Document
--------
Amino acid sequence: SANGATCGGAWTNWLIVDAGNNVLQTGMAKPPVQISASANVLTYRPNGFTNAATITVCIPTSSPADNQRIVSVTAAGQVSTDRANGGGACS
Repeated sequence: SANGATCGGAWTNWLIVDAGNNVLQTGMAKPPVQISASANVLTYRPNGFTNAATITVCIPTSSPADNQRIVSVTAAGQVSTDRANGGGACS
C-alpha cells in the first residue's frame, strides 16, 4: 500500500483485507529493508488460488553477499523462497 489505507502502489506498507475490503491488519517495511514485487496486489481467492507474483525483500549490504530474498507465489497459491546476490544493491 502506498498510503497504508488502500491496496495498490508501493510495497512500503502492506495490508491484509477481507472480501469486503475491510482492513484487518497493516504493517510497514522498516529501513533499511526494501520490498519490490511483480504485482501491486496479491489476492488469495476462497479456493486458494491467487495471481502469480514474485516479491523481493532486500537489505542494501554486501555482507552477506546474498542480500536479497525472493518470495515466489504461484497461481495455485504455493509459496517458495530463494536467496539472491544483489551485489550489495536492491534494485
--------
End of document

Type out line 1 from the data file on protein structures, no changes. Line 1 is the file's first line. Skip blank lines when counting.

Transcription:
Amino acid sequence: SANGATCGGAWTNWLIVDAGNNVLQTGMAKPPVQISASANVLTYRPNGFTNAATITVCIPTSSPADNQRIVSVTAAGQVSTDRANGGGACS